Fixing all the things

The Department for Digital, Culture, Media and Sport (DCMS) has just published the report Secure by Design: Improving the cyber security of consumer Internet of Things. As the title suggests, these are the kind of things we all might have in our home – ‘smart’ light bulbs, thermostats, cameras, speakers, TVs and so on.

The NCSC contributed to this review, along with a number of other experts from government, industry and academia. This blog highlights a few key points and explains the rationale behind some of recommendations the review contains.

The connected life

The number of connected devices in the average home or office is rising fast. Unfortunately, so is the number of incidents caused by common vulnerabilities in these products.

Researchers uncover new security flaws on a regular basis, and sometimes these are as simple as a hard-coded or default password (often one that is commonly-used such as ‘admin’) that lets anyone access a device. These passwords can be hard or impossible to change, and are often hidden from the user. The much-publicised Mirai malware exploited hard-coded passwords to infect a range of internet-connected cameras and home routers. It’s clear that many of these products are being manufactured at very low cost, and that basic security practices are not being followed.

This is obviously a problem, but to panic and disconnect everything feels like an overreaction. It would mean missing out on the benefits which this new technology can bring such as more efficient energy use, convenient remote controls and automated assistance for many aspects of daily life. We have to improve the security situation, but what exactly should we do?


Often, when vulnerabilities are uncovered in products, the manufacturer will devise a fix, and make that fix available to customers before widespread harm is done. Significant problems occur when either a fix is not made available, or when it’s difficult/impossible to provide that fix to existing customers.

Our goal should be to make sure that, if we find problems with devices, they can be fixed. And to ensure that fixes are applied, the process should be as easy as possible for consumers. Ideally, it should happen automatically.

The principled approach

The DCMS report sets out recommendations for improving the security practices of device and component manufacturers, and for reducing the security burden on users. The central proposal of the review is a Code of Practice, which sets out 13 guidelines for secure devices. The first three of these are most likely to have an impact on device security, and they are:

1. No default passwords 

All device passwords must be unique. It should not be possible to reset a password to a universal factory default value.

2. Implement a vulnerability disclosure policy

Provide a public point of contact as part of a vulnerability disclosure policy in order that security researchers (and others) are able to report issues. Disclosed vulnerabilities should be acted on in a timely manner.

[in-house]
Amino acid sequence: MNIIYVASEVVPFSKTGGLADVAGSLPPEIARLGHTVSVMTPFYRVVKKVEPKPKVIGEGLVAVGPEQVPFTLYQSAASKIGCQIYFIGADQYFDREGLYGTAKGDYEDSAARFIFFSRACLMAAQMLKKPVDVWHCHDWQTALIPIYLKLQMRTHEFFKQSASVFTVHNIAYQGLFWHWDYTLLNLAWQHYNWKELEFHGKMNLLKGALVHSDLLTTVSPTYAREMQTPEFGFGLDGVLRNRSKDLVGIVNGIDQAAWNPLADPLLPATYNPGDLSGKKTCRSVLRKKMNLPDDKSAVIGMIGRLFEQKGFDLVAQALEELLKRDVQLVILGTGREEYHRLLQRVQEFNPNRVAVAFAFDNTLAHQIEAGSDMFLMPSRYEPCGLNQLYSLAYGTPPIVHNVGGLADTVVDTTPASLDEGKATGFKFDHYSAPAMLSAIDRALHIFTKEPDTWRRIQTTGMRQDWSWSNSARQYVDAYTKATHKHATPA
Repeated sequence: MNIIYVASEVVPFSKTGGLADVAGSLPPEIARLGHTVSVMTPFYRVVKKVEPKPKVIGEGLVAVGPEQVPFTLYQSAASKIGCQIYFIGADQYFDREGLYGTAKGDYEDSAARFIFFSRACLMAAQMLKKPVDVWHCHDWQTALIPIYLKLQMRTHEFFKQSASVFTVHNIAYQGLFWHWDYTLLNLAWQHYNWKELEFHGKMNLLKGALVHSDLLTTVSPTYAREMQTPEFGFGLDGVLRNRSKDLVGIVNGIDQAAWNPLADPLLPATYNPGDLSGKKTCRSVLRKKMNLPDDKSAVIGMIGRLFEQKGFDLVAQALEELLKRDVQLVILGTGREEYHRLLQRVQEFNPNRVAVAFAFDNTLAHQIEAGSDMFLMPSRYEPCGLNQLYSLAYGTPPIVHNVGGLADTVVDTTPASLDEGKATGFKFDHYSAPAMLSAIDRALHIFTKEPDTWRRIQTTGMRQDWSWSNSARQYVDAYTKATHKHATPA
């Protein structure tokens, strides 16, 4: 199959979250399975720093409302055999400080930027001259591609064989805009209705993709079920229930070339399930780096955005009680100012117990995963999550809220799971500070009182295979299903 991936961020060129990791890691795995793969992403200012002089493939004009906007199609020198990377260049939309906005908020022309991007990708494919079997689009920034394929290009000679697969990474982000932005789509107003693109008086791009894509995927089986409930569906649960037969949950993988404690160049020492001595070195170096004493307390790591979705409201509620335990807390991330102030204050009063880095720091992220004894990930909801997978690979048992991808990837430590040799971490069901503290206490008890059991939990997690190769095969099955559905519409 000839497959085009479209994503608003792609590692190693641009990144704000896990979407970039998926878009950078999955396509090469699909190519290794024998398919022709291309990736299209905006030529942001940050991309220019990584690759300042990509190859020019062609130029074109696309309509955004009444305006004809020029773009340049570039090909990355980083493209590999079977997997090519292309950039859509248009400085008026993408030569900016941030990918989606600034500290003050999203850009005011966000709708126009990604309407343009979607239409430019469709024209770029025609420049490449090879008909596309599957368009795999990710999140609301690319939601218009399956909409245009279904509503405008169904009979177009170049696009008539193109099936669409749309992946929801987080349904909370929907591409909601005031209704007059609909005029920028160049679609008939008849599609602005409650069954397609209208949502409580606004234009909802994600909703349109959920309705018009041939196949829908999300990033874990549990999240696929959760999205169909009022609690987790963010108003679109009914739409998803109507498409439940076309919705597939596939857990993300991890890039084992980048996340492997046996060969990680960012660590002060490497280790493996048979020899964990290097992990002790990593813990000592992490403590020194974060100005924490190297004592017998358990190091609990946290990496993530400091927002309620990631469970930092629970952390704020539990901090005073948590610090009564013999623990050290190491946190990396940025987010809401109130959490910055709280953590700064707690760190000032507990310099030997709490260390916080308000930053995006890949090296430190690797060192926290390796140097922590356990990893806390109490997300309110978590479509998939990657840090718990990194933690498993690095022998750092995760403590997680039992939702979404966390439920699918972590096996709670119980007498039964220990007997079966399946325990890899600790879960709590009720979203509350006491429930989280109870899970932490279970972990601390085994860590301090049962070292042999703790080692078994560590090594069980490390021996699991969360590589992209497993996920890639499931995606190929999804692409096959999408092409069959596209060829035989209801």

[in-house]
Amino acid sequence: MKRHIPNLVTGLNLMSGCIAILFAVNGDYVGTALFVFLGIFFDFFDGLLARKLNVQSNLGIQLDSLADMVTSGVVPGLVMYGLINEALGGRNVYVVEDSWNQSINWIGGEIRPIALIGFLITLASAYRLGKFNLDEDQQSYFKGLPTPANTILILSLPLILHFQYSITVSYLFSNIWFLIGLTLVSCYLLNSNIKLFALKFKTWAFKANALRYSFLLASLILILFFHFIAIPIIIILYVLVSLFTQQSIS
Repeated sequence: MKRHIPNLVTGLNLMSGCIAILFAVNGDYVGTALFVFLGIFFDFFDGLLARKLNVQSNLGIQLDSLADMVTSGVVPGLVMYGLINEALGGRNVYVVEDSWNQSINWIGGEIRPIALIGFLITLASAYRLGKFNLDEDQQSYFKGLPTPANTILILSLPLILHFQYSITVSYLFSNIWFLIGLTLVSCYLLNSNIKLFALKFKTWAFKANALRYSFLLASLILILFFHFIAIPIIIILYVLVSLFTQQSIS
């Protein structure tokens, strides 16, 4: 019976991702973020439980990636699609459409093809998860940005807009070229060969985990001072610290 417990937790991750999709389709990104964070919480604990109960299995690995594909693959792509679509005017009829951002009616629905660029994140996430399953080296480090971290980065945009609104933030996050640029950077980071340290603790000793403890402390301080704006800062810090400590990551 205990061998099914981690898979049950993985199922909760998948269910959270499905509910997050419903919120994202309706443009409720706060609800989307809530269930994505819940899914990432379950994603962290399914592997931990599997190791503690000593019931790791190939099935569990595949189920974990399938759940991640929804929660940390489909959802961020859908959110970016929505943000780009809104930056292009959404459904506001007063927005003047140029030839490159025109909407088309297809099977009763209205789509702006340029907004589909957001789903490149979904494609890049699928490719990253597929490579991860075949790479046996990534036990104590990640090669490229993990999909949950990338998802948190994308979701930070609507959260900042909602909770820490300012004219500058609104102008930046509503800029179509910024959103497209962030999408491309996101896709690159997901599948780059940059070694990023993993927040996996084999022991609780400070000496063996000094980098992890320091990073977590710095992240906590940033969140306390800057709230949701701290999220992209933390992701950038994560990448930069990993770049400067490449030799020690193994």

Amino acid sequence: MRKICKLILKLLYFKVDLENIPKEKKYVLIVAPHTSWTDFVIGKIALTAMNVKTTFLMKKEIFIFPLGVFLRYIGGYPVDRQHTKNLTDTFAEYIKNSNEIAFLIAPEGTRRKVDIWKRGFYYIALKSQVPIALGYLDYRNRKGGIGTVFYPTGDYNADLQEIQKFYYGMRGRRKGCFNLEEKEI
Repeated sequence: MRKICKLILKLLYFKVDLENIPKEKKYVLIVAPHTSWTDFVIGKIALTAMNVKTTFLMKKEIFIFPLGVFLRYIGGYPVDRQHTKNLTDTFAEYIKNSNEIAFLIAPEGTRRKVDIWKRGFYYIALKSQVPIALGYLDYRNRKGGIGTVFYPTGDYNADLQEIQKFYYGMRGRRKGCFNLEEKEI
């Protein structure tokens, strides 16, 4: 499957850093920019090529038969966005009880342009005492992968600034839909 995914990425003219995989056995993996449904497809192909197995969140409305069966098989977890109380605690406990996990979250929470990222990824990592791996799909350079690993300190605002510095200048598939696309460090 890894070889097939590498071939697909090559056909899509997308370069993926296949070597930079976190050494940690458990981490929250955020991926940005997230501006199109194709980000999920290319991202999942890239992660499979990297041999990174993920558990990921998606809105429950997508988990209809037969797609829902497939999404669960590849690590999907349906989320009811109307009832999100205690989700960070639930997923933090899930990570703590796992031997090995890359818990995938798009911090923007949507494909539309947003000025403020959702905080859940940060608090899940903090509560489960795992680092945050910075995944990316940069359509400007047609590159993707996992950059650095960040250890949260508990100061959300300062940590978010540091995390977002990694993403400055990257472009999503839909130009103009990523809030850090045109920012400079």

3. Keep software updated

All software components in internet-connected devices should be securely updateable. Updates must be timely and not impact on the functioning of the device. An end-of-life policy must be published for end-point [i.e. consumer] devices which explicitly states, with reasons, the minimum length of time for which it will receive software updates. The need for each update should be made clear to consumers and an update should be easy to implement. For constrained devices that cannot physically be updated (such as sensors), the product should be capable of isolation and be replaceable.

The DCMS report is published as part of a broader conversation about what can be done to improve the security practices of developers, retailers and consumers. Following the eight week informal consultation period, the recommendations will be refined and updated.

The bigger picture

While adherence to these principles will not, of course, close every security vulnerability, it will increase the likelihood of vulnerabilities being reported so that fixes can be found and distributed to customers. It will also provide consumers with an idea of how long a device can be expected to receive updates (a ‘best before’ date for security support, if you like) at the time of purchase.

It’s in everyone’s interest to reduce the burden on consumers, otherwise we’ll all have to become security experts, spending our lives manually applying updates to devices all over our homes and workplaces. At the same time, we must allow developers to innovate, and find new uses for technology.

Competitive pressure encourages companies to work hard on getting to market quickly – security can easily suffer as a result. Our hope is that, by shining some light on products being developed and supported in accordance with the principles at the heart of the Code of Practice, we’ll help consumers make better choices.

Paul W

Tech Director, Platform Security Research

Source: National Cyber Security Centre

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